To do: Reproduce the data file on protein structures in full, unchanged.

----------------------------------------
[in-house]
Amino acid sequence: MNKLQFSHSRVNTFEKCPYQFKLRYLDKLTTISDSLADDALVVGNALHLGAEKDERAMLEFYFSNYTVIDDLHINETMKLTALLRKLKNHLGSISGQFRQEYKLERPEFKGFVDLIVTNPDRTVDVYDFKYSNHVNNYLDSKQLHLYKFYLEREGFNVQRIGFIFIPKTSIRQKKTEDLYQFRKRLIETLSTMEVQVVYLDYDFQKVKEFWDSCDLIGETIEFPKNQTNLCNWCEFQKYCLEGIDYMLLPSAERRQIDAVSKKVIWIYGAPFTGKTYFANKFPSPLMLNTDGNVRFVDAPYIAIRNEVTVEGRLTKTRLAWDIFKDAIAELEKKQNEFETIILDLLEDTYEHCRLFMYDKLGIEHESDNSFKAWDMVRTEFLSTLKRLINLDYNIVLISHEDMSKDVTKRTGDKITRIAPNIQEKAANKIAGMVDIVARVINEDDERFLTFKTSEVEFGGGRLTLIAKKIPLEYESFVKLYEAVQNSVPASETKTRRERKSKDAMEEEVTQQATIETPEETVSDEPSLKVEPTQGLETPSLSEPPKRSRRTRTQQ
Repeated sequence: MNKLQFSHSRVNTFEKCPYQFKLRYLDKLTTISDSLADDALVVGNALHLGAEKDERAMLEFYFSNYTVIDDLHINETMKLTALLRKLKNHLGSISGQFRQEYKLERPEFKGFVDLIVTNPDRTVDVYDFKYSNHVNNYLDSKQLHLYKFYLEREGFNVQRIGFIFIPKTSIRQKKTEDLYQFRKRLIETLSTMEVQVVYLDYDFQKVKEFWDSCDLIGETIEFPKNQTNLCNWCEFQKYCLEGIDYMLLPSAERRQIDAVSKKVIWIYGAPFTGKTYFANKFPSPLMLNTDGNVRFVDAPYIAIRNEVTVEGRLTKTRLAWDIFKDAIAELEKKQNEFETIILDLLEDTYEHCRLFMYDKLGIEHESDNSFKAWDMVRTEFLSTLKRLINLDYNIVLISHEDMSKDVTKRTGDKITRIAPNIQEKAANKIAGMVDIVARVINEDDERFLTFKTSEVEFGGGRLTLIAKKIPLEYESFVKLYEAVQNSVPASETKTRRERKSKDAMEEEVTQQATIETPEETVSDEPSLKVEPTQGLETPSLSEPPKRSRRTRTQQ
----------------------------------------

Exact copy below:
[in-house]
Amino acid sequence: MNKLQFSHSRVNTFEKCPYQFKLRYLDKLTTISDSLADDALVVGNALHLGAEKDERAMLEFYFSNYTVIDDLHINETMKLTALLRKLKNHLGSISGQFRQEYKLERPEFKGFVDLIVTNPDRTVDVYDFKYSNHVNNYLDSKQLHLYKFYLEREGFNVQRIGFIFIPKTSIRQKKTEDLYQFRKRLIETLSTMEVQVVYLDYDFQKVKEFWDSCDLIGETIEFPKNQTNLCNWCEFQKYCLEGIDYMLLPSAERRQIDAVSKKVIWIYGAPFTGKTYFANKFPSPLMLNTDGNVRFVDAPYIAIRNEVTVEGRLTKTRLAWDIFKDAIAELEKKQNEFETIILDLLEDTYEHCRLFMYDKLGIEHESDNSFKAWDMVRTEFLSTLKRLINLDYNIVLISHEDMSKDVTKRTGDKITRIAPNIQEKAANKIAGMVDIVARVINEDDERFLTFKTSEVEFGGGRLTLIAKKIPLEYESFVKLYEAVQNSVPASETKTRRERKSKDAMEEEVTQQATIETPEETVSDEPSLKVEPTQGLETPSLSEPPKRSRRTRTQQ
Repeated sequence: MNKLQFSHSRVNTFEKCPYQFKLRYLDKLTTISDSLADDALVVGNALHLGAEKDERAMLEFYFSNYTVIDDLHINETMKLTALLRKLKNHLGSISGQFRQEYKLERPEFKGFVDLIVTNPDRTVDVYDFKYSNHVNNYLDSKQLHLYKFYLEREGFNVQRIGFIFIPKTSIRQKKTEDLYQFRKRLIETLSTMEVQVVYLDYDFQKVKEFWDSCDLIGETIEFPKNQTNLCNWCEFQKYCLEGIDYMLLPSAERRQIDAVSKKVIWIYGAPFTGKTYFANKFPSPLMLNTDGNVRFVDAPYIAIRNEVTVEGRLTKTRLAWDIFKDAIAELEKKQNEFETIILDLLEDTYEHCRLFMYDKLGIEHESDNSFKAWDMVRTEFLSTLKRLINLDYNIVLISHEDMSKDVTKRTGDKITRIAPNIQEKAANKIAGMVDIVARVINEDDERFLTFKTSEVEFGGGRLTLIAKKIPLEYESFVKLYEAVQNSVPASETKTRRERKSKDAMEEEVTQQATIETPEETVSDEPSLKVEPTQGLETPSLSEPPKRSRRTRTQQ